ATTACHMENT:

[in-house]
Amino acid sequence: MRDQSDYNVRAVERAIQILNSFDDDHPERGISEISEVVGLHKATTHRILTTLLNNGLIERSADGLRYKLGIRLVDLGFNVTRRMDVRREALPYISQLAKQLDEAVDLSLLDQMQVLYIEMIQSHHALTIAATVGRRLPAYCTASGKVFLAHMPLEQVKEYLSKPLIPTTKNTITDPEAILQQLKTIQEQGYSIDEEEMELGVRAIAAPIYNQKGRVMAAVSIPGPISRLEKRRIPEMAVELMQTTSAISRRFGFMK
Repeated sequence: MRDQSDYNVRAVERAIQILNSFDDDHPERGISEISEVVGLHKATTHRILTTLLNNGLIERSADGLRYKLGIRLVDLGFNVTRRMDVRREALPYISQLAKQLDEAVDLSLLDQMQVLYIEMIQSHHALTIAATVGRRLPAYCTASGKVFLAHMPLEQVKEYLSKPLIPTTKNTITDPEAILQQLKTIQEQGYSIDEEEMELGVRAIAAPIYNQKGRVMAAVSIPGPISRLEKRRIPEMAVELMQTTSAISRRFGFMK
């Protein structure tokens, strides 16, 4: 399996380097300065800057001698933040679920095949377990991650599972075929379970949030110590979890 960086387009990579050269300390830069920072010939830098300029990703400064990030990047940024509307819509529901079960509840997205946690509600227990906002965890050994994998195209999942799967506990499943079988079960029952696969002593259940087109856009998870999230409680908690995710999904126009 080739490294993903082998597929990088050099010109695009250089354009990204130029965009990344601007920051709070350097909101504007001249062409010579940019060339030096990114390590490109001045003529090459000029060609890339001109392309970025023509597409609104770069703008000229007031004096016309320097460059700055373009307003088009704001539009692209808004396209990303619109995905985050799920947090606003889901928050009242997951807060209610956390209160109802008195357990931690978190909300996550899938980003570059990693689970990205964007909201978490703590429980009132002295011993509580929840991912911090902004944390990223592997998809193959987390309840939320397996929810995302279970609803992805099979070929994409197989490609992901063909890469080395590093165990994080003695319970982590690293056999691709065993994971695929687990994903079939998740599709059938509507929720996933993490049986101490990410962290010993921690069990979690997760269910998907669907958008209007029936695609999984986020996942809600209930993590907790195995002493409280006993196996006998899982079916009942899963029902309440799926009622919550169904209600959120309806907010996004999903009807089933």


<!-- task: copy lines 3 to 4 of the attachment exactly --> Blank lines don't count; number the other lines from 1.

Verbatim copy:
Repeated sequence: MRDQSDYNVRAVERAIQILNSFDDDHPERGISEISEVVGLHKATTHRILTTLLNNGLIERSADGLRYKLGIRLVDLGFNVTRRMDVRREALPYISQLAKQLDEAVDLSLLDQMQVLYIEMIQSHHALTIAATVGRRLPAYCTASGKVFLAHMPLEQVKEYLSKPLIPTTKNTITDPEAILQQLKTIQEQGYSIDEEEMELGVRAIAAPIYNQKGRVMAAVSIPGPISRLEKRRIPEMAVELMQTTSAISRRFGFMK
């Protein structure tokens, strides 16, 4: 399996380097300065800057001698933040679920095949377990991650599972075929379970949030110590979890 960086387009990579050269300390830069920072010939830098300029990703400064990030990047940024509307819509529901079960509840997205946690509600227990906002965890050994994998195209999942799967506990499943079988079960029952696969002593259940087109856009998870999230409680908690995710999904126009 080739490294993903082998597929990088050099010109695009250089354009990204130029965009990344601007920051709070350097909101504007001249062409010579940019060339030096990114390590490109001045003529090459000029060609890339001109392309970025023509597409609104770069703008000229007031004096016309320097460059700055373009307003088009704001539009692209808004396209990303619109995905985050799920947090606003889901928050009242997951807060209610956390209160109802008195357990931690978190909300996550899938980003570059990693689970990205964007909201978490703590429980009132002295011993509580929840991912911090902004944390990223592997998809193959987390309840939320397996929810995302279970609803992805099979070929994409197989490609992901063909890469080395590093165990994080003695319970982590690293056999691709065993994971695929687990994903079939998740599709059938509507929720996933993490049986101490990410962290010993921690069990979690997760269910998907669907958008209007029936695609999984986020996942809600209930993590907790195995002493409280006993196996006998899982079916009942899963029902309440799926009622919550169904209600959120309806907010996004999903009807089933």